It was expected to steadily lose strength as it moved across the island before hitting the central Bahamas by Sunday night or Monday.
Early reports of damage in Cuba were limited, but state television said the late-season storm toppled a major communications tower on the southern coast and interrupted electricity and phone service.
In the central-eastern province of Camaguey, more than 220,000 people were evacuated from low-lying areas. Another 170,000 people were moved in the eastern province of Las Tunas.
Former President Fidel Castro warned in an essay published by Cuban state media Saturday that Paloma would damage roads and crops planted after hurricanes Gustav and Ike hit in late August and early September, causing about $9.4 billion in damage and destroying nearly a third of the island's crops.
In the city of Camaguey, 79-year-old Rosa Perez waited out the storm at a government shelter with her 83-year-old husband and about 900 others from the town of Santa Cruz del Sur.
Perez was a toddler when she watched her mother, older sister and about 40 other relatives swept away in a storm surge during a 1932 hurricane that killed about 3,000 people.
"We're just waiting to see what happens to our home and our beach," she said.
Fellow Santa Cruz del Sur resident Aida Perez, who is not related, watched the news with her daughters, ages 19 and 10.
"This is a really hard blow," the 44-year-old said, adding she was certain they would lose their home and everything in it. "What's important is that we are alive."
Outside on the nearly deserted, flooded streets, four men struggled in pouring rain to carry a refrigerator to a more secure building.
Late Saturday, Paloma was located about 35 miles (60 kilometers) south-southeast of Camaguey. Once packing winds of 145 mph, the storm had begun to weaken over land and was moving northeast at about 7 mph (11 kph). It was expected to slow Sunday as it crossed Cuba and hit the open Atlantic by late morning.
Still, hurricane force winds extended up to 30 miles (45 km) from the storm's center and rainfall was due to reach 5 to 10 inches in central and eastern Cuba, with isolated totals of 20 inches possible.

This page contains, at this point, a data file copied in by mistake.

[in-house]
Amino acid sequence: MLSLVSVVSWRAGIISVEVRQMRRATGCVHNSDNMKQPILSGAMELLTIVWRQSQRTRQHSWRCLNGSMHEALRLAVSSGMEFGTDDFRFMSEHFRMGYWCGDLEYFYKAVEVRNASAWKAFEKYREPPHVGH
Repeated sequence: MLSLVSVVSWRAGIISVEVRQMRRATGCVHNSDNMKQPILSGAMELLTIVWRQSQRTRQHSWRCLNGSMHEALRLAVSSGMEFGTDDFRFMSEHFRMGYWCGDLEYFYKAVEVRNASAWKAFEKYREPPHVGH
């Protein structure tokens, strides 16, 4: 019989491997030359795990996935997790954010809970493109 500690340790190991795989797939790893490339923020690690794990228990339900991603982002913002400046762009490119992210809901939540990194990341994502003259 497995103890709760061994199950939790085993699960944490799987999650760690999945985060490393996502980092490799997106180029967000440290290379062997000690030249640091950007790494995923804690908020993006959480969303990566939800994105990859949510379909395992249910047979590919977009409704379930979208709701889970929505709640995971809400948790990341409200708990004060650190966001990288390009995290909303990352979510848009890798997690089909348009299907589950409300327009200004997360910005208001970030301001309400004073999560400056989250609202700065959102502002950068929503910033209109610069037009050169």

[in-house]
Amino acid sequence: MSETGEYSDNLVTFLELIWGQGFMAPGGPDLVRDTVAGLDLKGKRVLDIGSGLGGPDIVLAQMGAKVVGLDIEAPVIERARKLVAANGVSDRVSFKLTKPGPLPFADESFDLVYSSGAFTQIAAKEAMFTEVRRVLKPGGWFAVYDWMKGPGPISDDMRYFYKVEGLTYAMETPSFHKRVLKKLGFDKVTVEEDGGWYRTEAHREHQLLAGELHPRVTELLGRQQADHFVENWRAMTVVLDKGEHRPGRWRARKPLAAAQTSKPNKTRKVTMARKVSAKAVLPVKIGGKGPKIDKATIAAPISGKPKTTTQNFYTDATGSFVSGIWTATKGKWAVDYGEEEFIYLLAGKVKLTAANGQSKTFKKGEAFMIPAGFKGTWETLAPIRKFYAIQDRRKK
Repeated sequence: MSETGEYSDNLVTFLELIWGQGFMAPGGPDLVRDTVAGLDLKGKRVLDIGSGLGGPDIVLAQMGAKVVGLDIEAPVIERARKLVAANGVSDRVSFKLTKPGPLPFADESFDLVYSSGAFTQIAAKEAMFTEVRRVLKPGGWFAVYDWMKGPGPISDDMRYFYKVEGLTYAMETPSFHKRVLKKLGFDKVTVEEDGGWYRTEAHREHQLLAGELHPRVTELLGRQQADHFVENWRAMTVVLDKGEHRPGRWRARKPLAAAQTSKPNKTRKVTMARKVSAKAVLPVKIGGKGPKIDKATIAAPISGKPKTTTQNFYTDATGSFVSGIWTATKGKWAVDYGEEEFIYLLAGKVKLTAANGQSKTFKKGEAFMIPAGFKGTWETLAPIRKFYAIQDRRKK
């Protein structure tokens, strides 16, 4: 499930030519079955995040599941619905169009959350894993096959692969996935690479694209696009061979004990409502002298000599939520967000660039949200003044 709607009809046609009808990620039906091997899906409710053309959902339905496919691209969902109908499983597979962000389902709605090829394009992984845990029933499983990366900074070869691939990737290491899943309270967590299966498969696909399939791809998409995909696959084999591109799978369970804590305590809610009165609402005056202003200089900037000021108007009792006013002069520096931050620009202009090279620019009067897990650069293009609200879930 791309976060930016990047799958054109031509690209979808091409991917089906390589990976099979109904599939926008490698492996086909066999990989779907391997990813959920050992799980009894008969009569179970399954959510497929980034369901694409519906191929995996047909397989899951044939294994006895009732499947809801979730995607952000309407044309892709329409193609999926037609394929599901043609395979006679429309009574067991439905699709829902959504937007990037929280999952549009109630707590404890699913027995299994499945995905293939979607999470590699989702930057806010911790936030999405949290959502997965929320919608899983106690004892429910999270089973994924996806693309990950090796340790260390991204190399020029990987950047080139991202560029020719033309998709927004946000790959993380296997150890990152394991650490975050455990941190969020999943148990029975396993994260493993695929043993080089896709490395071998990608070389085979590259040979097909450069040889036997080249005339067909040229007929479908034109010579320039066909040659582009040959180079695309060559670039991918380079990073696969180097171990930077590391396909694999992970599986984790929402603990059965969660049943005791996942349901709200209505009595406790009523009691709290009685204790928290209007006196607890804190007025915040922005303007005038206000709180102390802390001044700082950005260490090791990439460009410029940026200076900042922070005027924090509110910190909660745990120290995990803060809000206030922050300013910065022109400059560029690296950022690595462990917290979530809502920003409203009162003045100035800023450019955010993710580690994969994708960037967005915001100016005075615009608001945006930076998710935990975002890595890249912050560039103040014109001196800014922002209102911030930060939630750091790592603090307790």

"Although it may weaken a bit, we have to pay full attention to this storm," top Cuban meteorologist Jose Rubiera told state television and radio.
Before Paloma made landfall, Cuba's National Information Agency said crops, poultry and pork operations were being protected in the eastern provinces of Camaguey and Santiago. State television showed workers warehousing bags of rice, trimming tree branches and clearing storm drains. Bus and train service was suspended across central and eastern Cuba.
Evacuations were not reported in other provinces, but Cuba regularly relocates masses of people to higher ground ahead of tropical storms and hurricanes, preventing major losses of life. The hurricane center said Paloma could bring parts of the island battering waves and a life-threatening storm surge of up to 23 feet (7 meters). Rubiera, the Cuban meteorologist, warned residents along the southern coast to be especially vigilant.
Elsewhere, Paloma knocked out power across much of Grand Cayman island, downing trees, flooding low-lying areas and ripping off roofs. But residents appeared unscathed as businesses reopened and electricity and water service were restored on Saturday.
Donovan Ebanks, chairman of the Hazard Management Committee, said no injuries were reported.
"There has been minimal, if any, damage on Grand Cayman," Ebanks said.
Paloma's fierce winds ripped the roofs off some buildings on Cayman Brac, to the east.
A tropical storm warning remained in effect late Saturday for the central Bahamas, including Cat Island, the Exumas, Long Island, Rum Cay, San Salvador, Acklins Island, Crooked Island and the Ragged Islands.
Associated Press writers Anita Snow in Havana and Trent Jacobs in George Town, Cayman Islands, contributed to this report.